Saturday’s show at Cactus Club, curated
by Peter J. Woods for the Experimental Milwaukee series, featured four very
different experimental acts from in and around Wisconsin. Woods, himself one of
the major nodes of
Another Technicolor Teeth gig, another
few frequencies closer to complete hearing loss. And once again, it was worth
it. The Appleton trio celebrated the vinyl release of its Teenage Pagans LP and supported Philadelphia’s
Last time I checked, Independence Day was still a long way off. But this weekend, there were fireworks. Indie rock dynamo Local Natives met a frenzied capacity crowd Friday night at the Riverside Theater, with explosive results.
Even winter has its “dog days,” and
Milwaukee is in the slushy thick of them. Annoyingly low temperatures, mediocre
pro basketball and a slow trickle of live music make these late-winter months
particularly hard to get through.
Coming to the rescue was Saturday’s East
Side Music Tour, a day-long music festival that crammed 50 bands and hundreds
of bodies into every conceivable cranny of Brady Street, bringing live music
and a fresh crowd to a neighborhood known chiefly for its bar scene.
I showed up around 7, and, feeling like
a kid who’d just been let loose at Disney World, hightailed it to the nearest
festival-friendly establishment. Ivy Spokes hadn’t started at Crisp, and Into
Arcadia was just finishing up at Hi Hat, but I struck on something at the Up
and Under, where The Fatty Acids were already playing to a packed house. The
stage at Up and Under would be small for most bands, and especially so for the
hyperactive five-piece; but if anything, the close quarters made them sound
even tighter than usual. The night was still young as I made my
way to Roman Coin to see Mortgage Freeman, a band I’d never heard but was
prepared to like because of its name. It always made me think of a band you’d
accidentally find in some townie dive, dressed business casual, playing on top
of a pool table and covering the theme to “Family Matters.” Believe it or not,
that’s exactly what I found when I walked into Roman Coin.
After enjoying a few minutes of
Freeman’s good-natured bar-prog, I trekked back to the Garage to see Paper
Holland, whose lush pop is the musical equivalent of hot chocolate. The band
played songs from its debut album Happy Belated,
and while they seemed a bit nervous, the album’s pop sense and snappy guitar
work (see: “Rory”) came through loud and clear.
Across the street, Hello Death was
tuning up at Rochambo. Tucked behind the railing of an upstairs balcony, the
group played in the dark, silhouetted by the light from a window overlooking
the street. The relaxed atmosphere of the tea house was perfect for Hello
Death’s somber, intimate folk, making it one of the best performances of the
While Hello Death dirged, D’Amato raged
next door at Jo-Cat’s, which was so crowded that the staff was helpless to do
anything about the cloud of smoke hanging over the room. D’Amato is a bona fide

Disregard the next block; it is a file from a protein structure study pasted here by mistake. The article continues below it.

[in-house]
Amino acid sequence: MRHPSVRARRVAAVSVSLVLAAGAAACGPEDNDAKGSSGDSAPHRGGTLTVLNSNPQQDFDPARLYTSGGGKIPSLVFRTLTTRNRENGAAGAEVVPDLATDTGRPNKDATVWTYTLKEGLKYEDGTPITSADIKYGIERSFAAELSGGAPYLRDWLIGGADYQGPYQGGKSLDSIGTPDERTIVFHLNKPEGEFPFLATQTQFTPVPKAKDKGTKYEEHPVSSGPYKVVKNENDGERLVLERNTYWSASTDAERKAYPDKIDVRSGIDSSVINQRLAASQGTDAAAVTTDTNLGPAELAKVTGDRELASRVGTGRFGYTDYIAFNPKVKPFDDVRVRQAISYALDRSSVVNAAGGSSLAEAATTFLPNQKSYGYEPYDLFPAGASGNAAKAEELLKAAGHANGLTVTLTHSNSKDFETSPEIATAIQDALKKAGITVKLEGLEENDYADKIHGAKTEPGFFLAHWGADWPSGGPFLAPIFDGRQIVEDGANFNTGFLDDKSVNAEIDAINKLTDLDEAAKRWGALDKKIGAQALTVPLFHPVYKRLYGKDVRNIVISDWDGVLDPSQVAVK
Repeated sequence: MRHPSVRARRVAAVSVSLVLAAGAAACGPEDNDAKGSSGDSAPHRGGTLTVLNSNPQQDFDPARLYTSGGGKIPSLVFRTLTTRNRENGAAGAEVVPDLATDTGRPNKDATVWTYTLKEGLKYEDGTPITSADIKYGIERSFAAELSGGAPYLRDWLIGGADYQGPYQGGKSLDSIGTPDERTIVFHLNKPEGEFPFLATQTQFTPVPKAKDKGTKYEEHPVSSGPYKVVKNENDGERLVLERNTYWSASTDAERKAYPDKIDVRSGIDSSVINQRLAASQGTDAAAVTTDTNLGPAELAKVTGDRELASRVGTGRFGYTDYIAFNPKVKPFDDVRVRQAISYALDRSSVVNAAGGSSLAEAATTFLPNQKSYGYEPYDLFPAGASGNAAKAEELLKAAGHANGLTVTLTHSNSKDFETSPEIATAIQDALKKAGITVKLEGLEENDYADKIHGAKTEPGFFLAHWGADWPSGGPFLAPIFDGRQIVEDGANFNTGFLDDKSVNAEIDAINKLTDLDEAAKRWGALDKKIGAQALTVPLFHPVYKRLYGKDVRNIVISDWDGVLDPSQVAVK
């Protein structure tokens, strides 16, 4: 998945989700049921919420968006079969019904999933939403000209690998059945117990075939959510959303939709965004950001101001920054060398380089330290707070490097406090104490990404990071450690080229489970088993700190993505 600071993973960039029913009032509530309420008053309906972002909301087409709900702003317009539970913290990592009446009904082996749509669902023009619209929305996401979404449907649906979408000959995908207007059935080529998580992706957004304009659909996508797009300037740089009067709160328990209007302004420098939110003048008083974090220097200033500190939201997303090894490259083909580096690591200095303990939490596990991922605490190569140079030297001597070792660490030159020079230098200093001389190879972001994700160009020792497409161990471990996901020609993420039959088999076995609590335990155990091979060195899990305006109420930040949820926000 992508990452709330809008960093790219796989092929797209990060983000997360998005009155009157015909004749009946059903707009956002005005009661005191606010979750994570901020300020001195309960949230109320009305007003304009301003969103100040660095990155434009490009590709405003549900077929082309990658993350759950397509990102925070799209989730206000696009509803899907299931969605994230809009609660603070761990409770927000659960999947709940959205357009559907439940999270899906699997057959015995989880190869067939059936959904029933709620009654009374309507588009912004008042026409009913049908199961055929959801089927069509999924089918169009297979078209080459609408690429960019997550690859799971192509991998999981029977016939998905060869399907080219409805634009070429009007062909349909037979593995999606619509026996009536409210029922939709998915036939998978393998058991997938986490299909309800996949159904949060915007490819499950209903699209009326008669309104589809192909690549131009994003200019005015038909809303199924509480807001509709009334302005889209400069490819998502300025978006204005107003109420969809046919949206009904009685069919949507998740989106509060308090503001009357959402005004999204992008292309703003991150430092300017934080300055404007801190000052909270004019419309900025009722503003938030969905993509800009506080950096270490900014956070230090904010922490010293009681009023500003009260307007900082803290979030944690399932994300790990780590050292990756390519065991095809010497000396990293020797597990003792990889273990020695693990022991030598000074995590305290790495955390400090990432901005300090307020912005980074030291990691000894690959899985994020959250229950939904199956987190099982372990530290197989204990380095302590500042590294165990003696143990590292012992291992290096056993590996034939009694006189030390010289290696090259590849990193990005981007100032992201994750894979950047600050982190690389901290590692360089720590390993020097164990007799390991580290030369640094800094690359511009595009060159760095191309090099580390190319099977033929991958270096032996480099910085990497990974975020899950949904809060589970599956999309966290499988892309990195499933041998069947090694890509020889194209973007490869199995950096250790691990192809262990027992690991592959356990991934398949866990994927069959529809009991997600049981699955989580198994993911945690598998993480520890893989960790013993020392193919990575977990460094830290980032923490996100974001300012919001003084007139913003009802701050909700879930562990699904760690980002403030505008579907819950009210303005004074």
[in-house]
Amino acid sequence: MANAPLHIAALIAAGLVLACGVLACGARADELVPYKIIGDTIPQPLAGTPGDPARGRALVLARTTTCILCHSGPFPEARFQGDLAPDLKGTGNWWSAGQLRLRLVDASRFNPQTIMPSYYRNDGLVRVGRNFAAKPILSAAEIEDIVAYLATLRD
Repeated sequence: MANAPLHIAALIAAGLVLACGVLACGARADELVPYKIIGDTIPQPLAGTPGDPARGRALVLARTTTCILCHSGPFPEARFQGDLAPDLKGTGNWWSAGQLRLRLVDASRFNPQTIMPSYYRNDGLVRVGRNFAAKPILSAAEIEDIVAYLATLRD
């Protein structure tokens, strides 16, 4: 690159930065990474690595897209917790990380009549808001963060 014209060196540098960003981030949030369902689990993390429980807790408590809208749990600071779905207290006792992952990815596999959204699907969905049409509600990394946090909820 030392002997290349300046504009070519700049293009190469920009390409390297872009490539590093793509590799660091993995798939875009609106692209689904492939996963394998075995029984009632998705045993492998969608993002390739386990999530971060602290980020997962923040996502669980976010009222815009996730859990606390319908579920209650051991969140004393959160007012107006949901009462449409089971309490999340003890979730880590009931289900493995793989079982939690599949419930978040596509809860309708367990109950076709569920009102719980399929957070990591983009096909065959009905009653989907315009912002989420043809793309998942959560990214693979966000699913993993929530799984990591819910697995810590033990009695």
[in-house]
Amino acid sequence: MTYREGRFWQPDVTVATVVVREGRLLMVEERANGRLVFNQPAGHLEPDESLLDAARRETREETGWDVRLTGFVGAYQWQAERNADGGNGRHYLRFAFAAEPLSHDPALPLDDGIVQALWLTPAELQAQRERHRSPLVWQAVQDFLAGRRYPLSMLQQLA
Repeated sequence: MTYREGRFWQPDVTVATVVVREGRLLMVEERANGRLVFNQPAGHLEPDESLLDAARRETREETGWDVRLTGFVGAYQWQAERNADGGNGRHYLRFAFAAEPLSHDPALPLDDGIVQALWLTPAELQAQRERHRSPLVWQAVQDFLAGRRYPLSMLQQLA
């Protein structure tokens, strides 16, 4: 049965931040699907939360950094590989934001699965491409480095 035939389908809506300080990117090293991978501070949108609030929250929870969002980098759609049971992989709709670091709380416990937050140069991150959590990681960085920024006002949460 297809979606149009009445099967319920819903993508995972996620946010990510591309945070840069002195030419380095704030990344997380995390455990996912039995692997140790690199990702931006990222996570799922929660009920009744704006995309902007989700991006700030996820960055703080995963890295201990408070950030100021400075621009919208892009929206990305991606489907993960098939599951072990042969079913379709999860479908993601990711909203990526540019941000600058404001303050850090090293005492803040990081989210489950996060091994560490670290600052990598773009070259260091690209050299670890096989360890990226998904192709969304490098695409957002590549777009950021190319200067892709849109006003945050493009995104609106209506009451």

performer, and he worked the crowd while switching effortlessly from irreverent
rap to golden-throated soul. His cover of Prince’s “How Come You Don’t Call Me
Anymore” was a highlight.
I hustled to Club Brady to get a spot
for Jaill. The place was packed from door to stage and the anticipation was
palpable. I have been to several Jaill shows in the last few months, and this
was by far the best. The band seems to have finally settled into its new
lineup, sounding muscular and confident, feeding off the raucous audience and
busting out a great cover of Talking Heads’ “Wild Wild Life.”
Could Brady Street be a legitimate live
music destination? Are fanny packs cool again? Is Monta Ellis for real at point
guard? The East Side Music Tour left festival-goers with plenty of burning
questions, but one thing was certain Saturday night: There is a lot of great
music being made in Milwaukee right now, and I think the hundreds of listeners
who showed up to hear it—dog days be damned—would agree.
In the seven years since The Darkness disbanded, Justin Hawkins got sober, his brother Daniel formed a new band and the world was forced to move on from its sudden obsession with power chords and leotards. Or so it seemed. During its performance at The Rave Saturday night, the reunited, re-energized Darkness
After an afternoon that was practically balmy, Wednesday took a familiarly frigid turn post-sundown, bringing us all back to the icy reality that is January in Wisconsin. January is typically a slow time for shows, so Wednesday
Nada Surf is 20 years old, which means there are ostensibly a number of 40-somethings walking around with a well-worn place in their Walkmans for this band, an alt-rock mainstay that overcame one-hit wonder status to
Milwaukee's Aloft Hotel sticks out like a sore thumb at the north end of Old World 3rd Street. Next to the old-fashioned architecture of Mader's and the Usinger's store, Aloft looks like something from a Dr. Seuss book&mda...